Summary: This sermon address the five things that David had to let go in order to know that God was the only One he could truly rely on -- to know that God and only God was in charge of his life.

And Then There Was One

Psalm 73:25-26

How many of you have prayed something similar to this: “Lord, I am a sinner. I confess my life is a mess and I ask You, by the blood of Jesus, to wash away my sins. I desire to have you be the Lord and Savior of my life. I no longer want to run my life because I’ve done such a poor job. I now turn over the rule and reign of my heart to You.” Raise your hand if you have prayed to ask Jesus to be the Lord and Savior of your eternal life.

Now keep your hands up if you were surprised that God took your prayer seriously and saved you? No hands? You prayed a prayer of faith to be saved from the penalty of your sin and God said, “Okay.” You asked God to be your Lord and Savior and God said, “Okay.” Then why is life harder in so many ways after you prayed that prayer than before? Why do you seem to be facing so many difficulties – difficulties you don’t remember facing before you asked Jesus to be your Lord and Savior? I’ll tell you. It is because you asked Him to be your Lord and Savior that life got difficult, for even though you asked God to be your Lord and the Master of our life, God still needs to educate you on how many other things in your life you are putting in the place of God. Your old gods don’t die so easily.

God never intended there to be anything in our life that takes His place in our hearts. God also loves us enough to bring us to the point where we can sing this morning’s passage, “Whom have I in heaven but you? I desire you more than anything on earth. My health may fail, and my spirit may grow weak, but God remains the strength of my heart; he is mine forever.” (Psalm 73:25-26). He does this by removing the idols and crutches in our life that show we do not rely solely on Him. He does this because He did not create us to function as a fully developed human being by putting anything in His place. He loves us enough to take away those things that would distract us from making God the true Lord and Savior of our life and living below our created potential. For when all the idols are put away, we finally realize that there is One in Heaven that we desire more than anything on earth. Bit by bit God wants to remove all our crutches and alliances that we think give us comfort and answers so we will learn to seek Him first. He wants us to learn to put away everything that would hinder putting Him first and when we do we can finally say, “And then there was One, and He is God.”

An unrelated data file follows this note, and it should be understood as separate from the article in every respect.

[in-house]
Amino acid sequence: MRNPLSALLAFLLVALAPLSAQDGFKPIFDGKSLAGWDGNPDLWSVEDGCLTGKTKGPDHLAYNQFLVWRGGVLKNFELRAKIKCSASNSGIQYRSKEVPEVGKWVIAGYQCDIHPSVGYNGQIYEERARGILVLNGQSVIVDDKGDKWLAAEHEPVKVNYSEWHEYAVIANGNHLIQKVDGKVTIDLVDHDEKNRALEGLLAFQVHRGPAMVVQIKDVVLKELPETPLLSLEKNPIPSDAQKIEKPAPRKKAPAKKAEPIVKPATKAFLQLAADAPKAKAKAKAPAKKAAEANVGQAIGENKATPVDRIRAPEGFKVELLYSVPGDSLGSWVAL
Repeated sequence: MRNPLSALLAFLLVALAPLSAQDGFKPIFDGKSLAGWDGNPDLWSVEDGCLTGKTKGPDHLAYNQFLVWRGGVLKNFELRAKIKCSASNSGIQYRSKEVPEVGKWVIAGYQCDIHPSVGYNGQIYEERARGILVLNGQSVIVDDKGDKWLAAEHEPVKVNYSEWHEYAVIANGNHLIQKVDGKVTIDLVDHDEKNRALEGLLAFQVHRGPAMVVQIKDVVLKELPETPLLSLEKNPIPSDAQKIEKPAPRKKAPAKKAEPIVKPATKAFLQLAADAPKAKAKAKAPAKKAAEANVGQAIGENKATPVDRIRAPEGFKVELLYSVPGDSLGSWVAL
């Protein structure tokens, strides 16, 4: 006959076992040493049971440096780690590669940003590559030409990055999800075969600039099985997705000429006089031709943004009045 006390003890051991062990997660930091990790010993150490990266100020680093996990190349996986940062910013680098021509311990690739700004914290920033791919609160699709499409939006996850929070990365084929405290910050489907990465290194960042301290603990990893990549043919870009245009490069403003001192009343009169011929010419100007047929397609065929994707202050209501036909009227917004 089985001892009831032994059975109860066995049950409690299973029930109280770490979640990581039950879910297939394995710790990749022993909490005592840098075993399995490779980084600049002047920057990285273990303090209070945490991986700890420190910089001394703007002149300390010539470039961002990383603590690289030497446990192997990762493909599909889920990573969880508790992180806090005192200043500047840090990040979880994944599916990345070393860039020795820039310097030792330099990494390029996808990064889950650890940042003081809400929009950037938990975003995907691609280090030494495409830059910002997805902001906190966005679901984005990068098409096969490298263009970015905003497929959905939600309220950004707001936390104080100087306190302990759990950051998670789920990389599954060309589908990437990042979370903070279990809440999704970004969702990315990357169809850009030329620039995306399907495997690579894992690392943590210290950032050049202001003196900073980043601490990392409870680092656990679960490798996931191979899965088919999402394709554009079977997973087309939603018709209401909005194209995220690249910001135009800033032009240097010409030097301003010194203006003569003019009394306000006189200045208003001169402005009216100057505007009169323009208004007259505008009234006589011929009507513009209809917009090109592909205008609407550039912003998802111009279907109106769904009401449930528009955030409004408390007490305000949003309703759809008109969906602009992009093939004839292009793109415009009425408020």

What I want to do is take us through the five things that David had to let go in order to know that God was the only One he could truly rely on. God loved David enough, and He loves us enough, to remove our crutches so we can truly sing Psalm 73 and say we desire God more than anything on earth. For only when we put God and His kingdom first in our life will we finally be living that prayer when we asked God to be not just the Savior but the Lord of our life. So, the first thing David had to lose so God could truly be God in his live was—

1. His good position (1 Sam. 18:10-18; 19:9-10). Last week we saw how Saul first became suspicious of David, then he became jealous, and then he became violent, hurling a spear at the harp-playing David with the intent of pinning him against the wall. But David escaped to live another day. And another day arrives to find David once again playing the harp for Saul, which is not a move I would be comfortable making myself, nor would I ever let my kid head back into that situation. But David must still be hopeful that Saul will amend his ways or he wouldn’t have returned. David is one of those eternal optimists, which I like. He is also a bit naïve, which I understand, for I can be both overly optimistic and at times a bit naïve. So after the first time David dodges a spear, Saul sends David out to battle the Philistines and David is again victorious. So in chapter 19 Saul urges his servants and his son to assassinate David, but Jonathan sends David into hiding and then defends him by reminding Saul of everything David has done for Israel, and Saul vows not to kill David. Jonathan then brings David back to the Saul and once again David is serving in the court, killing Philistines and playing the harp. A weird kind of bi-vocational life, I know, but that was David.

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